More help wanted with the commute
For most Americans, commuting means driving to work alone. It's expensive, and many workers say they want their employers' help.
In fact, 86 percent of American workers feel that commuter-assistance benefits, such as discount transit passes, ride-sharing boards, or parking benefits, are useful. Yet only 17 percent said their employers offer them, according to the survey of 1,000 people conducted for Xylo Inc., a web-based company that assists other firms with their benefit programs. The survey also found that:
* 83 percent of respondents drive alone to work. Only 6 percent carpool or vanpool, and 4 percent use public transportation.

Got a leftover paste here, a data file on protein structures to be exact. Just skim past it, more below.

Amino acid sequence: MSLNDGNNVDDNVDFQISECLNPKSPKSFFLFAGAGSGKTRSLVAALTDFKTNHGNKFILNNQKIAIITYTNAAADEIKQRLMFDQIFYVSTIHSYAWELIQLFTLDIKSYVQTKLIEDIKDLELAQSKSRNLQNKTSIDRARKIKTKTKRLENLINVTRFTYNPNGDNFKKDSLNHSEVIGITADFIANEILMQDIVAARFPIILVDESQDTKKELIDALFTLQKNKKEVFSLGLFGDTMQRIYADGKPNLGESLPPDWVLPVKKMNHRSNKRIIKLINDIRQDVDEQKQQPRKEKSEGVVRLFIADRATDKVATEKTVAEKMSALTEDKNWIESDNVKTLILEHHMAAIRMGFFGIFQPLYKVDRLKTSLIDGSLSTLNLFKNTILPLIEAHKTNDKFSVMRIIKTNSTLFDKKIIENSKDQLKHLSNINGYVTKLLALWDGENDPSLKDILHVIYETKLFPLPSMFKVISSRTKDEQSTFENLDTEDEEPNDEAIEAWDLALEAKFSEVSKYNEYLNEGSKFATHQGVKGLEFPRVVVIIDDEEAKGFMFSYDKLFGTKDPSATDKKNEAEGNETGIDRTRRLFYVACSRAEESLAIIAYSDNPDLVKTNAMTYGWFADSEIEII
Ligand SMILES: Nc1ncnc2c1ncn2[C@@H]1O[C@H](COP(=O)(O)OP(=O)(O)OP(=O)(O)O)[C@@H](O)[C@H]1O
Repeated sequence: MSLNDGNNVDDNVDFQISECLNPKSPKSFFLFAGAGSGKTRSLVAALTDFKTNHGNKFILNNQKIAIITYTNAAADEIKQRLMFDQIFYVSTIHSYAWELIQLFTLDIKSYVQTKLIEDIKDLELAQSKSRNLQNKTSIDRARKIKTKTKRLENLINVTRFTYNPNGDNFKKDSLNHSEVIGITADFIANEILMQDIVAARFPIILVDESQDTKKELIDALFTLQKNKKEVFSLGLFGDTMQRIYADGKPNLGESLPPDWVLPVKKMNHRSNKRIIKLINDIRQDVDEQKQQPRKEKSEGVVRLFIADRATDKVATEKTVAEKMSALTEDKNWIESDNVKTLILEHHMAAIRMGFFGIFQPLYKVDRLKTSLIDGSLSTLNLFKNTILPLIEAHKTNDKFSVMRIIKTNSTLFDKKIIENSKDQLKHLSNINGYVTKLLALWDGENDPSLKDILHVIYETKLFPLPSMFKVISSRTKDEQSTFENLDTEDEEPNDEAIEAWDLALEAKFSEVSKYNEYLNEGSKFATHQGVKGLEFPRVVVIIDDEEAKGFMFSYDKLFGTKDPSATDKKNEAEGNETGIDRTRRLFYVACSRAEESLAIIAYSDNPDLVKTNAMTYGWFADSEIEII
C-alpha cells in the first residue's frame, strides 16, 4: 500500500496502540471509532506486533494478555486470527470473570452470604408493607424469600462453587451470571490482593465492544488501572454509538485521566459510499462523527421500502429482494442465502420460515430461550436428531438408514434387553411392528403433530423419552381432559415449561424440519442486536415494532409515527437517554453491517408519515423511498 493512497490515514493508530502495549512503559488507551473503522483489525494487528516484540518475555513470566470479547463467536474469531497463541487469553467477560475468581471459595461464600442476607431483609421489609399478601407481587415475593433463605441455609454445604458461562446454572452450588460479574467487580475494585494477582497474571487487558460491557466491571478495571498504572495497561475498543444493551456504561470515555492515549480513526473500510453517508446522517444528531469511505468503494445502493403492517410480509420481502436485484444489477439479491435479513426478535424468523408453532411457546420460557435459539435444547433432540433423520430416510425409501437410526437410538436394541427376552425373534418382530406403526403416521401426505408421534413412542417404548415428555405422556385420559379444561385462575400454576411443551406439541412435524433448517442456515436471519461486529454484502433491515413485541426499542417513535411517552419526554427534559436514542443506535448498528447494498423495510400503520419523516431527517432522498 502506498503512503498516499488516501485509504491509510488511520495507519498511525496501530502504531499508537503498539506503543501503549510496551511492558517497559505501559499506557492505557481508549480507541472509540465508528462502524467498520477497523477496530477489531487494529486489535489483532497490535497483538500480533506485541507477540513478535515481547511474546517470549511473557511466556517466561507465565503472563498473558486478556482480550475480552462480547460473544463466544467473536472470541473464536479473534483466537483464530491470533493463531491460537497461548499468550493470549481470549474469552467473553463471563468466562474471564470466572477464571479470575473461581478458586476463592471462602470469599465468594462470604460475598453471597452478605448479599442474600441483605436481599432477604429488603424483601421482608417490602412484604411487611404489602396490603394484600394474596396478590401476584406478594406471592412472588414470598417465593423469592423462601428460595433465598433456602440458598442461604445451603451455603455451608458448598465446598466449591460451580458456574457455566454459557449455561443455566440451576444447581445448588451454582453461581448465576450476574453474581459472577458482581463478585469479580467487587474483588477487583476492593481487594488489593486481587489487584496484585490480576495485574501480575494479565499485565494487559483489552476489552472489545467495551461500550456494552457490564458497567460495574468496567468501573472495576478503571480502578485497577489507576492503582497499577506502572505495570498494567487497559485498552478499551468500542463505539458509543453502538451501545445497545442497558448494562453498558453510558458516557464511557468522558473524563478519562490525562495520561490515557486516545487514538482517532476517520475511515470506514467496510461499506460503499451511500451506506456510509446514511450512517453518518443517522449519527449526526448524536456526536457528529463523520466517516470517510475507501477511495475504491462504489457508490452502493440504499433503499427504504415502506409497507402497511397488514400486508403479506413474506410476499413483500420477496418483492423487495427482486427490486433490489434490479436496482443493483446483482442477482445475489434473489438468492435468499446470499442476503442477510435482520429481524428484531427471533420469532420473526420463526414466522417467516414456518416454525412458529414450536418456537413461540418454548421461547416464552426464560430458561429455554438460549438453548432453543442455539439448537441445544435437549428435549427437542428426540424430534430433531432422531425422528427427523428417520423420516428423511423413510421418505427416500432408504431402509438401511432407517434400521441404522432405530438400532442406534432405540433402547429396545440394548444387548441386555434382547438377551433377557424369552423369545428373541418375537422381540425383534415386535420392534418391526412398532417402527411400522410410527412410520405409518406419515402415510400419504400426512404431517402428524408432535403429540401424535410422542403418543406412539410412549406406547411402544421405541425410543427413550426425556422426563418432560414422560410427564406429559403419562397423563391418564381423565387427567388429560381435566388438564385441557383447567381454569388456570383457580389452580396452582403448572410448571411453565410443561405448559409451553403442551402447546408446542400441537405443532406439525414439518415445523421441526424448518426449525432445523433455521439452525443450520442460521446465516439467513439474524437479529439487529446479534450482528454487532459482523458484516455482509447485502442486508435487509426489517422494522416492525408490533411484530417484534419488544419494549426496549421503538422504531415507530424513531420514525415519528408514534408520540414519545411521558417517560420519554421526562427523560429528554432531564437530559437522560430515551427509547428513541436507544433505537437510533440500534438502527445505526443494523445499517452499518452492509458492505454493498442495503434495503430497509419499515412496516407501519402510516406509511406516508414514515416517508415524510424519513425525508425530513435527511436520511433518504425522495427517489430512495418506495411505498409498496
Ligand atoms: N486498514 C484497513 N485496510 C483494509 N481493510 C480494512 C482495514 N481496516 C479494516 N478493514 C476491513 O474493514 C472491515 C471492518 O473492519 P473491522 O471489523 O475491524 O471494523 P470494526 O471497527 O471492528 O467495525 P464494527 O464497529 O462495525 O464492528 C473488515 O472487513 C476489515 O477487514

* 86 percent of employees who don't have commuter assistance drive alone to work, compared with only 71 percent who do have it.
* Employees with commuter assistance are almost eight times more likely to use public transportation than those employees who don't have it.
* Workers under age 35 are twice as likely to carpool or use public transportation than older workers.
"Companies are finding that commuter assistance programs are not only a win for the environment, they're a win for the employees as well," says Xylo president and CEO Norman Behar.
Compiled by Staff
(c) Copyright 2001. The Christian Science Monitor